Seven years after Buddhist mobs burned down mosques and slaughtered dozens of children at an Islamic school, hundreds of Muslims remain displaced and they say the NLD government has done little to help heal or rebuild since.
BY

  

Seven years after Buddhist mobs burned down mosques and slaughtered dozens of children at an Islamic school, hundreds of Muslims remain displaced and they say the NLD government has done little to help heal or rebuild since.
On June 26, the government commemorated the International Day Against Drug Abuse by burning illicit drugs with a street value of more than US$200 million at a lavish ceremony in Yangon. Despite these publicity stunts, drugs remain a major issue in Myanmar, with the country still the second-largest producer of opium in the world. Frontier’s Oliver Slow spoke to UNODC regional representative Mr Jeremy Douglas about the extent of illicit drug use in Myanmar, measures being taken to improve treatment for users and the agency’s programmes aimed at combatting transnational crime.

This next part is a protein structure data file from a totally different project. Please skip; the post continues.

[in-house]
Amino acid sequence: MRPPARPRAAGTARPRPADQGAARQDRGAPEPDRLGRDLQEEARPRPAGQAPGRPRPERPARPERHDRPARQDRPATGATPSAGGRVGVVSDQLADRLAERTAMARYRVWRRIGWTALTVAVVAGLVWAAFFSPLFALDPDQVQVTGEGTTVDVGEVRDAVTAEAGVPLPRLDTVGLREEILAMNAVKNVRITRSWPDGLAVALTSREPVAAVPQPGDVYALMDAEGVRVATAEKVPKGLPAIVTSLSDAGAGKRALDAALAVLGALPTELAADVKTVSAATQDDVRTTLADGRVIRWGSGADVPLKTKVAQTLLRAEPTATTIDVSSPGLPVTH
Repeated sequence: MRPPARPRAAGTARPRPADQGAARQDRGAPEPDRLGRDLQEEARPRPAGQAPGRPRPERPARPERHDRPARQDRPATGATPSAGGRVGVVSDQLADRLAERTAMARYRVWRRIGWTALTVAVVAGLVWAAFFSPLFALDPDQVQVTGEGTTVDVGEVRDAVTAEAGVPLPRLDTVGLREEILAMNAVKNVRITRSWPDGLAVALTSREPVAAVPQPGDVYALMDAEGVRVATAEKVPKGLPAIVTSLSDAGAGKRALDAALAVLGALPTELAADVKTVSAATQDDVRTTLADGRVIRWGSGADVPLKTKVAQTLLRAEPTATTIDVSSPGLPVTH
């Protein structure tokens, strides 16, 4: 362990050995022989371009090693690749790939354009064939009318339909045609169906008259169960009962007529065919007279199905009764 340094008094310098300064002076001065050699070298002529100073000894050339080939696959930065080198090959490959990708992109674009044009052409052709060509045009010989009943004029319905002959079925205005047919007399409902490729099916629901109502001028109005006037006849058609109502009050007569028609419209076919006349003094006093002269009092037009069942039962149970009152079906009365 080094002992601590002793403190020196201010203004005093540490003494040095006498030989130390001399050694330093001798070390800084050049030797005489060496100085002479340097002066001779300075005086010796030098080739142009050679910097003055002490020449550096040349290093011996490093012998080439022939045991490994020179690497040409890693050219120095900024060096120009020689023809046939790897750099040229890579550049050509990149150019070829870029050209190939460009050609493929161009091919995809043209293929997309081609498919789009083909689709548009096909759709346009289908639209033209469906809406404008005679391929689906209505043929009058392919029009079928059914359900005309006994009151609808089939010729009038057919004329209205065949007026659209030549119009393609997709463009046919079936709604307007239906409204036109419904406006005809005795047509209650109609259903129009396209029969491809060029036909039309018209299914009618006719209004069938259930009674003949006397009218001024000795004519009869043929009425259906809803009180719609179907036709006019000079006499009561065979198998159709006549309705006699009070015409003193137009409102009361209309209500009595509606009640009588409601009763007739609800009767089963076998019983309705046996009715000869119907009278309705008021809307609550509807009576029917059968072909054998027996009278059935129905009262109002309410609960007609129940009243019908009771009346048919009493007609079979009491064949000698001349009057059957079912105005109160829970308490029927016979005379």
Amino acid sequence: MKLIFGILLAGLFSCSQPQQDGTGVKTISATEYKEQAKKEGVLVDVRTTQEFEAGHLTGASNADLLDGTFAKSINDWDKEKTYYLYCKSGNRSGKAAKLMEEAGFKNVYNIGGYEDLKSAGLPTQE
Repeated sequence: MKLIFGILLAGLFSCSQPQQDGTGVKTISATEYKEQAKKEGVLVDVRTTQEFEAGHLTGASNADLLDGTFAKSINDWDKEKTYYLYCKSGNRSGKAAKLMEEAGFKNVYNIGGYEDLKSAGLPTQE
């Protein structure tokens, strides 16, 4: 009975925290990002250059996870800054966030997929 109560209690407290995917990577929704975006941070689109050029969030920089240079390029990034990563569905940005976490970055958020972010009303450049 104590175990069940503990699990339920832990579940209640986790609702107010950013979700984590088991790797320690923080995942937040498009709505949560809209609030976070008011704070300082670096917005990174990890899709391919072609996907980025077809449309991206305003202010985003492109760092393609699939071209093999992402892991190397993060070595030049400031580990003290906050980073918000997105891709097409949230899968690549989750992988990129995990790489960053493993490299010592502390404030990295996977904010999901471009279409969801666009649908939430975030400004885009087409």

Latest Issue

Stories in this issue
What Kyaw Myint’s downfall tells us about doing business in Myanmar
Kyaw Myint is just the tiniest tip of a very large iceberg of criminal activity in Myanmar’s business community, but as long as you steer clear of politics you’re unlikely to get caught.
Myths, militias and the destruction of Loi Sam Sip
Activists in northern Shan State have been fighting for years to protect a culturally and environmentally important mountain range but face opposition from Tatmadaw-aligned militias – and a company linked to the speaker of Myanmar’s national parliament.